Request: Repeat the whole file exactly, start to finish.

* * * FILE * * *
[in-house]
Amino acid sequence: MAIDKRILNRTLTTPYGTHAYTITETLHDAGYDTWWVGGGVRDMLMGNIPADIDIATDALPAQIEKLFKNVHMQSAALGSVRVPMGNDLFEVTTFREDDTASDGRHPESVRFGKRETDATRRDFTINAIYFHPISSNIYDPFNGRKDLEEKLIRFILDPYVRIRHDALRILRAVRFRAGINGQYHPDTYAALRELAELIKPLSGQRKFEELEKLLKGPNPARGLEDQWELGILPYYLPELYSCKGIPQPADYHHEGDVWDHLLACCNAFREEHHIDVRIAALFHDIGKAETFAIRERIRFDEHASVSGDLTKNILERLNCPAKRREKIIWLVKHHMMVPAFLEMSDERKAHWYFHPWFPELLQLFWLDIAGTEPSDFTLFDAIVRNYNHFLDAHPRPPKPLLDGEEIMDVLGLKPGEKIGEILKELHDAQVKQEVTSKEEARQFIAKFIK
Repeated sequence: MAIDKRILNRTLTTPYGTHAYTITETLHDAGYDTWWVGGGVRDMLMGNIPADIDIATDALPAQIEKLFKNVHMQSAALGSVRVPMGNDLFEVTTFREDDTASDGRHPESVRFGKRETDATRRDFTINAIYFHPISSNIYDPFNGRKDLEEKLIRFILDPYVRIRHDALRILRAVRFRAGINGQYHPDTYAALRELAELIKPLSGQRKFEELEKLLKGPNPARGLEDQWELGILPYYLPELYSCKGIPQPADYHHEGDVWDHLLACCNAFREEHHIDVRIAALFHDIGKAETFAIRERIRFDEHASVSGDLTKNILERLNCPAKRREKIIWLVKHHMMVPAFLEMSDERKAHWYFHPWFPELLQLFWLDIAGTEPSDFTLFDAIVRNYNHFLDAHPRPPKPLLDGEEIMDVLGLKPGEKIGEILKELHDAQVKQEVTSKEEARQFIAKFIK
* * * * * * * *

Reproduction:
[in-house]
Amino acid sequence: MAIDKRILNRTLTTPYGTHAYTITETLHDAGYDTWWVGGGVRDMLMGNIPADIDIATDALPAQIEKLFKNVHMQSAALGSVRVPMGNDLFEVTTFREDDTASDGRHPESVRFGKRETDATRRDFTINAIYFHPISSNIYDPFNGRKDLEEKLIRFILDPYVRIRHDALRILRAVRFRAGINGQYHPDTYAALRELAELIKPLSGQRKFEELEKLLKGPNPARGLEDQWELGILPYYLPELYSCKGIPQPADYHHEGDVWDHLLACCNAFREEHHIDVRIAALFHDIGKAETFAIRERIRFDEHASVSGDLTKNILERLNCPAKRREKIIWLVKHHMMVPAFLEMSDERKAHWYFHPWFPELLQLFWLDIAGTEPSDFTLFDAIVRNYNHFLDAHPRPPKPLLDGEEIMDVLGLKPGEKIGEILKELHDAQVKQEVTSKEEARQFIAKFIK
Repeated sequence: MAIDKRILNRTLTTPYGTHAYTITETLHDAGYDTWWVGGGVRDMLMGNIPADIDIATDALPAQIEKLFKNVHMQSAALGSVRVPMGNDLFEVTTFREDDTASDGRHPESVRFGKRETDATRRDFTINAIYFHPISSNIYDPFNGRKDLEEKLIRFILDPYVRIRHDALRILRAVRFRAGINGQYHPDTYAALRELAELIKPLSGQRKFEELEKLLKGPNPARGLEDQWELGILPYYLPELYSCKGIPQPADYHHEGDVWDHLLACCNAFREEHHIDVRIAALFHDIGKAETFAIRERIRFDEHASVSGDLTKNILERLNCPAKRREKIIWLVKHHMMVPAFLEMSDERKAHWYFHPWFPELLQLFWLDIAGTEPSDFTLFDAIVRNYNHFLDAHPRPPKPLLDGEEIMDVLGLKPGEKIGEILKELHDAQVKQEVTSKEEARQFIAKFIK